Oysters and catfish are the top aquaculture crops in the U.S., according to a recent federal Department of Agriculture report. In Yarmouth, concerns led Running Tide Industries to put a hold on expanding its oyster growing operation off Sandy Ledges. File

YARMOUTH — Due in part to pressure from concerned residents, Running Tide Technologies is not expanding its oyster growing operation off Sandy Point Ledges, at least for now.

“We were considering expanding, but we’re not doing it now,” company co-owner Justine Simon said this week. “We met with local residents (Dec. 17) and listened to their concerns and that’s part of why we’re not expanding” at this time.

Running Tide has a relatively small oyster operation in Yarmouth and has yet to see a harvest from the oysters the company seeded about a year ago, Simon said. This past summer was Running Tide’s first growing season under local leases.

Harbormaster Will Owen said locals are not necessarily opposed to aquaculture in general, but “they are worried about the impact from growth of this particular operation,” which Owen said is located in a “popular recreation area” for boating, swimming and fishing.

“The original proposal was not too bad,” he said, “but it’s becoming a bigger operation than people want to see there.”

Owen said the Maine Department of Marine Resources makes the ultimate decision about whether to lease ocean space to private companies, but the department does take public opinion into account, along with any municipal input.


Owen said he agrees with residents that an expanded aquaculture operation near Sandy Ledges conflicts with historic uses and that there may not be enough room in the narrow strait for both.

Right now, he said, Running Tide has four limited purpose aquaculture leases in Yarmouth. Each lease allows the company to utilize 400 square feet of ocean for the purpose of growing marine products for harvest.

Running Tide also has an oyster hatchery in Harpswell, where it is leasing land at Mitchell Field.

The harvest value of the aquaculture industry in Maine was about $72 million in 2018, according to the Maine Aquaculture Association. The association’s website says there are 190 aquatic farms in the state that utilize approximately 1,319 acres of ocean, which equals just over 2 square miles.

The association also says the aquaculture industry provides over 50% of the world’s seafood supply, a figure which is expected to reach 63% by 2030. According to a recent United States Department of Agriculture census, nationwide sales of aquaculture products reached $1.5 billion in 2018. The census also showed that catfish and oysters are the top species in both sales and the total number of farms.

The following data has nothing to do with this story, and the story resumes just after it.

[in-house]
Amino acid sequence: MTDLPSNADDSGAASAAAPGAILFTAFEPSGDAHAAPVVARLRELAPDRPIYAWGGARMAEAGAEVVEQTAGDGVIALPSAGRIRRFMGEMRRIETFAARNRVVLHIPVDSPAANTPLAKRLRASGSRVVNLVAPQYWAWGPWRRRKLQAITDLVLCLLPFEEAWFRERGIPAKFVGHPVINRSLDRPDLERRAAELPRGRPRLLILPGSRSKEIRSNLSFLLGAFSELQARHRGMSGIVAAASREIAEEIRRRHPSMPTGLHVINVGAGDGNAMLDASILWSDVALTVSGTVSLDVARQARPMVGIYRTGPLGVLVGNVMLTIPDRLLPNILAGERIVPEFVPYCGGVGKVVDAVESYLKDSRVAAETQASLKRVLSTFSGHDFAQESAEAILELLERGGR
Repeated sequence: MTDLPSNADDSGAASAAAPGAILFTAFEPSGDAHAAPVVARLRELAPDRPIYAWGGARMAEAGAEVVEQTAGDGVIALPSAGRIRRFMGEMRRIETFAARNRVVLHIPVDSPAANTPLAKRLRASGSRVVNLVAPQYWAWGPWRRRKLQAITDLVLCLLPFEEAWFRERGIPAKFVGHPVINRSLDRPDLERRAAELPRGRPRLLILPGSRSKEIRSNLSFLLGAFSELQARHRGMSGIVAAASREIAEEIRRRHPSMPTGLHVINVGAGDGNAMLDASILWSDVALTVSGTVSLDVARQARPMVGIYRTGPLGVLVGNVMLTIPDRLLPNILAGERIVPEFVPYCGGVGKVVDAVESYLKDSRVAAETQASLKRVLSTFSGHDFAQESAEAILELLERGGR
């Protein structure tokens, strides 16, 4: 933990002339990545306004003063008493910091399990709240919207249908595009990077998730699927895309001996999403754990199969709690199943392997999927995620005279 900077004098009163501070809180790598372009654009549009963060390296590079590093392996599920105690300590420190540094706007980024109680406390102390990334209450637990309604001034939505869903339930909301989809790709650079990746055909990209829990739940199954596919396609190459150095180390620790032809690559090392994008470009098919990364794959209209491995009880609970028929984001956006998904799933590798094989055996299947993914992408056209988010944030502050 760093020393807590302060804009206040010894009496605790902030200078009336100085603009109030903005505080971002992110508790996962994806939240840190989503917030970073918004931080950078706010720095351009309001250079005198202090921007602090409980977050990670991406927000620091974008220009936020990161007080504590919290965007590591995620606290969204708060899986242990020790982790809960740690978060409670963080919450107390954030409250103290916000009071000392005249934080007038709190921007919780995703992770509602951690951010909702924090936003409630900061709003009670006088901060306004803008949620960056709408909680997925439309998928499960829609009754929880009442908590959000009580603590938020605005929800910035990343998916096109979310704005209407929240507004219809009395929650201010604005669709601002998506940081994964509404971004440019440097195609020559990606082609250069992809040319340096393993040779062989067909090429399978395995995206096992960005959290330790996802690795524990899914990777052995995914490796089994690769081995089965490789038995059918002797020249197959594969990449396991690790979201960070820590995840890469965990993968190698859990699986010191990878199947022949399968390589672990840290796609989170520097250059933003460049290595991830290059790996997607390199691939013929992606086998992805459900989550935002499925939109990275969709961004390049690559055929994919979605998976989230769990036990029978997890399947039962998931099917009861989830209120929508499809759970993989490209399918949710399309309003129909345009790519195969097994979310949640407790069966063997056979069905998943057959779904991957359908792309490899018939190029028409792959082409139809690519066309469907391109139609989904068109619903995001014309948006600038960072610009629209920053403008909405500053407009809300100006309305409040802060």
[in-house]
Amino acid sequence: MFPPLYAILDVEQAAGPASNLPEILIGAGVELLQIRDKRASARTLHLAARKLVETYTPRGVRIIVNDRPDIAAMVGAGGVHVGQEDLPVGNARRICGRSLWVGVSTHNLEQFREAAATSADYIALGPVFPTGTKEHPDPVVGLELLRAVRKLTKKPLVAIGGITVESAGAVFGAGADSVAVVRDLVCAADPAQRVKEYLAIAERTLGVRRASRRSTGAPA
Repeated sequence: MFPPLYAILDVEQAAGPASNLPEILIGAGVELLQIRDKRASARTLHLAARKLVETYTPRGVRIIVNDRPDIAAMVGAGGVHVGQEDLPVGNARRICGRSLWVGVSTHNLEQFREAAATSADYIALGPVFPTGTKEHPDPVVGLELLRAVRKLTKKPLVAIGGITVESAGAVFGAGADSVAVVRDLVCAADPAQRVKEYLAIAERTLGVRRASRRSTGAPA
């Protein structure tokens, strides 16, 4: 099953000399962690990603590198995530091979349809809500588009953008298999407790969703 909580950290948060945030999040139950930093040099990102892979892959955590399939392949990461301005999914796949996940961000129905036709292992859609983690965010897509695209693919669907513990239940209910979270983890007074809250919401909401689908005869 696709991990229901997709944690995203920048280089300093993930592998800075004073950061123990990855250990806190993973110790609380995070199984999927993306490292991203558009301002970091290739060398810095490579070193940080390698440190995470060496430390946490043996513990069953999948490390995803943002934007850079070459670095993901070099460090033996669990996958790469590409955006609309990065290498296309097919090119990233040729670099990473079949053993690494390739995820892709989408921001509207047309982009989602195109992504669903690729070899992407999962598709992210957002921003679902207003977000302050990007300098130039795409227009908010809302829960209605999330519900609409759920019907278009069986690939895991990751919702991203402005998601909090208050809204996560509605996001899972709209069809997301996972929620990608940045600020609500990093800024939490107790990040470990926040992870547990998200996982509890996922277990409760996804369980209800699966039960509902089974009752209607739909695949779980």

In Maine, the Aquaculture Association says ocean farmers are growing everything from Atlantic salmon, eastern oysters and blue mussels to seaweed, scallops, clams and green sea urchins.


“Aquaculture provides options for different species to be grown and sold in Maine, diversifying the coastal economy and helping communities become more resilient in the face of a changing climate,” the Maine Aquaculture Association website states.

Marty Odelin, who co-owns Running Tide, agrees, and said this week that “oysters are crucial to healthy coastal ecosystems.” He also argued that bringing oysters back to Casco Bay is “critical to prepare the ecosystem and working waterfront for the ravages of climate change.”

But not everyone agrees with what they see as a proliferation of aquaculture that’s negatively impacting traditional fisheries.

The group Protect Maine’s Fishing Heritage is working to oppose various aquaculture operations in order to ensure that “all Mainers can continue to earn a living and recreate along the coast.”

On its website the group said “fishermen are losing bottom and fishing space to large aquaculture leases … (and) our fishing communities and our state cannot afford for this to happen.” That’s one reason the group plans to appeal the Department of Marine Resources’ recent decision to lease more than 34 acres of ocean in Maquoit Bay in Brunswick to the Mere Point Oyster Company.

And the Protect Maine group is not the only one opposing the Mere Point project.

In a press release issued last week, the Mere Point Preservation Group said it, too, will continue to fight the lease, with member Peter Vaughn saying, “We are disappointed … (with the) approval of this lease, which essentially gives exclusive access to acres of ocean to those who will profit by their use or sale, while keeping away those who fish, boat, or just live beside those waters.”

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